017: Engaging Lincoln Part 2: 6 Tactics to Be an Extraordinary Communicator

by Joe Sherwood on December 20, 2012

Engaging Lincoln Part 2

©BigStockPhoto.com/rblekicki

In the second part of the two-part Engaging Lincoln series, Jesse and Marty continue their analysis of Abraham Lincoln’s leadership by exploring the techniques he used to be a truly extraordinary communicator.  Lincoln’s communication skills were central to his ability to lead a divided nation and to engage a divided people.  Using Lincoln as a role model, Jesse outlines 6 tactics we can all use to become extraordinary communicators:

  1. Management by Walking Around/Go to Gemba
  2. Tell stories to make or reinforce your point
  3. Target a common reading/symbol level
  4. Listen with a “we influence each other” attitude
  5. Control your emotions
  6. Choose carefully between written and verbal communication

Resources Mentioned in This Episode

Video: How to Tell Stories That Stick Part 1:  Forest AND Trees

Video: How to Tell Stories That Stick Part 2:  The SUCCES Model

Podcast: Engaging Lincoln Part 1: 5 Secrets Nearly Anyone Can Use to Be an Extraordinary Leader

Team of Rivals: The Political Genius of Abraham Lincoln by Doris Kearns Goodwin

Lincoln (2012) Directed by Stephen Spielberg, DreamWorks Studios

Subscription Links

RSS iTunes Stitcher

Your Feedback

If you like our show, please rate us on iTunes. That makes a huge difference in helping more people discover it. We love to know your thoughts about this episode. Please submit your comments below! You can also email comments to Jesse at jesse@engagingleader.com, subscribe to him on Facebook, or follow him on Twitter.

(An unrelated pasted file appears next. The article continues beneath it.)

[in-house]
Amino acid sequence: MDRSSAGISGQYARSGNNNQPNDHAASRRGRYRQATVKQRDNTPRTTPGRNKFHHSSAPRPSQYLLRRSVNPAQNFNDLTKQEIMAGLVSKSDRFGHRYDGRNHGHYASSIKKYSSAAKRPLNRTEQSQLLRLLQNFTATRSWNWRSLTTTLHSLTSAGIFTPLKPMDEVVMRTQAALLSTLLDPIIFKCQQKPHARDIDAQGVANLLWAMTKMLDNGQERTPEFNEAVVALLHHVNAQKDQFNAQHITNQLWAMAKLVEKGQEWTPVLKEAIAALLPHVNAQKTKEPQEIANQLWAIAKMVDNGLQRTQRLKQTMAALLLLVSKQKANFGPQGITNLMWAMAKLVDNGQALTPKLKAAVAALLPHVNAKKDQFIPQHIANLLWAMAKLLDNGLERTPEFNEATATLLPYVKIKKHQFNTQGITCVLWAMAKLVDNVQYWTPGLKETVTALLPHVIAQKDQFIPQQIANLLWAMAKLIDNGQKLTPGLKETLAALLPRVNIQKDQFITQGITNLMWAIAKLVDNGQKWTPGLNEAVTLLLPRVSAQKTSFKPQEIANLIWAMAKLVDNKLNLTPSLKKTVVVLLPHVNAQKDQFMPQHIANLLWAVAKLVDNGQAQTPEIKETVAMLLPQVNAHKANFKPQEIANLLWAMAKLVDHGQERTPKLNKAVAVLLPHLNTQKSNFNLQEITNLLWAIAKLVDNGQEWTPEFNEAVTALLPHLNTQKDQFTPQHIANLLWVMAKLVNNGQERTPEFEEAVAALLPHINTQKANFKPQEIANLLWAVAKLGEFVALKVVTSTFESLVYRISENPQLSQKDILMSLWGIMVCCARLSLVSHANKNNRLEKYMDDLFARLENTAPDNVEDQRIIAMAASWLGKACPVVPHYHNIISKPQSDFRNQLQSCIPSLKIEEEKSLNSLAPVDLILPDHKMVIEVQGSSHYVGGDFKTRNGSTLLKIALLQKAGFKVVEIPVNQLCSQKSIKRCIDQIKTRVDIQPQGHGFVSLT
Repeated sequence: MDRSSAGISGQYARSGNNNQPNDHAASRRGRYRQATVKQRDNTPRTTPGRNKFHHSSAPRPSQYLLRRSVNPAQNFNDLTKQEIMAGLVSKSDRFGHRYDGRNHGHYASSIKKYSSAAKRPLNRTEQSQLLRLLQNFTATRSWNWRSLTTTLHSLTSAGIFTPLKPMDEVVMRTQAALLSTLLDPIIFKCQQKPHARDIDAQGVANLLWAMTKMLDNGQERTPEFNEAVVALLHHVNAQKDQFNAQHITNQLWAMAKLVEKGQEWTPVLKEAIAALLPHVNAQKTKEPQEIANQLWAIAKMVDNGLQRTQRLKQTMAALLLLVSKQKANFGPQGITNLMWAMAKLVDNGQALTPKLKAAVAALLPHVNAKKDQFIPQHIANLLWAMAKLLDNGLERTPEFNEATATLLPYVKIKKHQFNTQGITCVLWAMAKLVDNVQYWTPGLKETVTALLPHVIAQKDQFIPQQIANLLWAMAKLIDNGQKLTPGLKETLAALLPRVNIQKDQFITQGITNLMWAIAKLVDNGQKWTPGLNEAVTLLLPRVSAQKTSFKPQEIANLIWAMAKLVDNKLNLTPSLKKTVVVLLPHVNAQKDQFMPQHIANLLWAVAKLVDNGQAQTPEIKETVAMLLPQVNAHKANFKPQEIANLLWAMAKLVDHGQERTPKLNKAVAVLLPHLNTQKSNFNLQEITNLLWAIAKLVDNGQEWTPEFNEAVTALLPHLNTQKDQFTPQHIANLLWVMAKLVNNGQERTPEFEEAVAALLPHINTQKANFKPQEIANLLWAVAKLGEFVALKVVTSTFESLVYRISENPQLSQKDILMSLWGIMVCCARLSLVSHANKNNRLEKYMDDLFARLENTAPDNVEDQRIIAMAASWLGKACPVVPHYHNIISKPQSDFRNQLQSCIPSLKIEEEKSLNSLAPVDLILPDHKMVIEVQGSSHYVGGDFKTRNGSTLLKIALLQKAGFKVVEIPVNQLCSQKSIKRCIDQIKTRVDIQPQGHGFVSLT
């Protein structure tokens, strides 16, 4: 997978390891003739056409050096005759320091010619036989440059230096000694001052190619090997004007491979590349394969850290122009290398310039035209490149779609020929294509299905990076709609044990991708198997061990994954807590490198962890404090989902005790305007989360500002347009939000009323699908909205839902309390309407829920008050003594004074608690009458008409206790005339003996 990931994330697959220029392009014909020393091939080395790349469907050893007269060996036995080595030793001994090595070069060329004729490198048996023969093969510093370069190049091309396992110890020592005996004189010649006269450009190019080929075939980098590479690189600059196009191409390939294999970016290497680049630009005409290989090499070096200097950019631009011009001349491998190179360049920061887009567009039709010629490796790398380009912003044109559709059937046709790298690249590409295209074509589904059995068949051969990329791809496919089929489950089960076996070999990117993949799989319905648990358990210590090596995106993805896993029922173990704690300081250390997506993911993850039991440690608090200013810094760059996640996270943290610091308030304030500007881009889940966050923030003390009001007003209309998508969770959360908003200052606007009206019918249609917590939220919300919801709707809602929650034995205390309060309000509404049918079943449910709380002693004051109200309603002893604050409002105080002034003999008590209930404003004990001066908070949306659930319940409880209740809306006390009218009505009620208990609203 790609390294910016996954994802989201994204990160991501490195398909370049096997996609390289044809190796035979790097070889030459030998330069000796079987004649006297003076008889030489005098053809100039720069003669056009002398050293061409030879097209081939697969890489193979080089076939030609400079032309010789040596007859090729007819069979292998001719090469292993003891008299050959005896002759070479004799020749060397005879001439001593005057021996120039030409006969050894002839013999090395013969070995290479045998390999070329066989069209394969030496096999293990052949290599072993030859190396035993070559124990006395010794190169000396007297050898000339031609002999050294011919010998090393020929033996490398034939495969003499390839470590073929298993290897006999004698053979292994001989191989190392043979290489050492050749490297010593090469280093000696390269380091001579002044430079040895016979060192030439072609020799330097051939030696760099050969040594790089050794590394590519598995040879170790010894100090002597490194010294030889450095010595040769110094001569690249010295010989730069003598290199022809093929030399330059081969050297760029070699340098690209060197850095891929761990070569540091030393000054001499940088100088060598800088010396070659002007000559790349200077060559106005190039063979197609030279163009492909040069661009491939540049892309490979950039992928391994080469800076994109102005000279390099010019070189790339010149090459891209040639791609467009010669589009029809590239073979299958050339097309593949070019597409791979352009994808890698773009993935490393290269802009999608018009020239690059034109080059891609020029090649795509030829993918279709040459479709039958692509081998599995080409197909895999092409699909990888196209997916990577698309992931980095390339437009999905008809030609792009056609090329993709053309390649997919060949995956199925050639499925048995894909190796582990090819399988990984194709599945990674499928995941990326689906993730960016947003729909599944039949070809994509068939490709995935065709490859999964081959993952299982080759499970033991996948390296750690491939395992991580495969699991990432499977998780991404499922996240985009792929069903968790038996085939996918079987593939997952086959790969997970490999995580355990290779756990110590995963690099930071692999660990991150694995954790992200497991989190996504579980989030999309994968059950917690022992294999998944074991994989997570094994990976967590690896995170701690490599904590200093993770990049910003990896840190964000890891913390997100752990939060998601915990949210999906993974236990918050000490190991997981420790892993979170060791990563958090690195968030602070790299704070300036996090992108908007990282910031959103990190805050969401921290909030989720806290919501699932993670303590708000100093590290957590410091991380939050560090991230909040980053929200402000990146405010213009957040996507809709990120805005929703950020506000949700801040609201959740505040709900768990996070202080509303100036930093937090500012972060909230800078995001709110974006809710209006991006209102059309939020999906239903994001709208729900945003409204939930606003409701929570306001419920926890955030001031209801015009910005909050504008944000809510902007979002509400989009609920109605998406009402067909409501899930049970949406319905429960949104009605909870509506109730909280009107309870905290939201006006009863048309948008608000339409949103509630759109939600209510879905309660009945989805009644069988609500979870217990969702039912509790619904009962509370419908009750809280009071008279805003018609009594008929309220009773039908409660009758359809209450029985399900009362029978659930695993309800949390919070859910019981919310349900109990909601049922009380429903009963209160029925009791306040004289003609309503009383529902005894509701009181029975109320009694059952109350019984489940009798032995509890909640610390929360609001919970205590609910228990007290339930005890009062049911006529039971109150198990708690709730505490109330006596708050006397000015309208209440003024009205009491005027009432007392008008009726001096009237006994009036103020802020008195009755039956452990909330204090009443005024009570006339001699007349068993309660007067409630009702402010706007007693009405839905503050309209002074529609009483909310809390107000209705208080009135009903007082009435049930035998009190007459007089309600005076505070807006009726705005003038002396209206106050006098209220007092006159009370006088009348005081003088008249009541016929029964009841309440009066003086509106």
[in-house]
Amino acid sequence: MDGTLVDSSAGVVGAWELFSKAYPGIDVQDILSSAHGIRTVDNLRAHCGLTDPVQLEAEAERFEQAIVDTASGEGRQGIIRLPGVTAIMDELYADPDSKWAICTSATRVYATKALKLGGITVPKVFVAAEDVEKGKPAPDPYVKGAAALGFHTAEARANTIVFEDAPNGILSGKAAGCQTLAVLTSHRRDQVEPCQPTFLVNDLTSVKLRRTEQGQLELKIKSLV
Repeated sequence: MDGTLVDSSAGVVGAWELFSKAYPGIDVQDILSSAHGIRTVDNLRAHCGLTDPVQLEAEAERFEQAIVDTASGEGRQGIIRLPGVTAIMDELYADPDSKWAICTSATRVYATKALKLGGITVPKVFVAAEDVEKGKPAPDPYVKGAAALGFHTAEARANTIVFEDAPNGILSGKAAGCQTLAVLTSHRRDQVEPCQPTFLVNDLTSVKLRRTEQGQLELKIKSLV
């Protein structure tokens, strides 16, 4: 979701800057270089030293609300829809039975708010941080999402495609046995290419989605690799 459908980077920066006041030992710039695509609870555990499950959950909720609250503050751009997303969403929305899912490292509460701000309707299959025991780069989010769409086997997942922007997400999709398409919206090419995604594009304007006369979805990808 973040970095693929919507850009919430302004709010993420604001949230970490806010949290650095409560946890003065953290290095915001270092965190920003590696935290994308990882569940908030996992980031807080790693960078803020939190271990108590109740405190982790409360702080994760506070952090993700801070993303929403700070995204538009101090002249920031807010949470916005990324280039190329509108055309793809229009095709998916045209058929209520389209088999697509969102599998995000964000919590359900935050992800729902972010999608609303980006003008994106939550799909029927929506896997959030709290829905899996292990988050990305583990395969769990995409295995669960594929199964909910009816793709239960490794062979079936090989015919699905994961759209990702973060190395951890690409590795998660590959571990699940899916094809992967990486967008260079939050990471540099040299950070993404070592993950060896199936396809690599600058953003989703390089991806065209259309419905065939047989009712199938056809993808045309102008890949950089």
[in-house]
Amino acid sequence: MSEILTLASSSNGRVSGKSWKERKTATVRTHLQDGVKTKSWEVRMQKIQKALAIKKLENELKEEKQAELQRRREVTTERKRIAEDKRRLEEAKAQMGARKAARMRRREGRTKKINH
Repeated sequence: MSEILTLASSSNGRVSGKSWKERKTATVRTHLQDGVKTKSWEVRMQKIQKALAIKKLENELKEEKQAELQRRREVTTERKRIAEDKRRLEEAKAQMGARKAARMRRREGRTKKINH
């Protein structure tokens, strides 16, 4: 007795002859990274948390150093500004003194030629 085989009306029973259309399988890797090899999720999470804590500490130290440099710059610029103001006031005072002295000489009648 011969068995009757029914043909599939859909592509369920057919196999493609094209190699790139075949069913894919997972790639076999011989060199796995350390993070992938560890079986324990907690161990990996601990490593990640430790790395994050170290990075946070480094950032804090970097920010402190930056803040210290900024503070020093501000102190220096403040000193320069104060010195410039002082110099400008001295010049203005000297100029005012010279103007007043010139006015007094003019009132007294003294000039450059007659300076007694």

• A tightly woven episode.  I like how you guys were really coordinated with Marty referencing the prior episode number.  All these things apply in business and out of business which I like.  Communicating clearly and making sure our personal sides are seen.  The listening part is something I am working on.  It is hard for me to not already be working on formulating what I want to say so it will come across clearly.  When I do that though, I see myself missing even big details with friends.  Example, when they talk about a few different classes they are taking, I loose track of which class they are referencing then I am asking, “which class are you talking about again?”
    Thank you guys.

    K, bye

    • Christopher, I have the same challenge. I have to remember to focus on truly understanding the other person and to trust myself to think of something worthwhile to say at the right moment (rather than thinking about it while they are still talking). Often the best thing is to say is simply a paraphrase of what I think I heard them say, to confirm I heard them right and that they are fully expressed on that issue.

      • Paraphrasing is a good thing. Sometimes I will repeat key points in my head also.

        K, bye

Previous post:

Next post: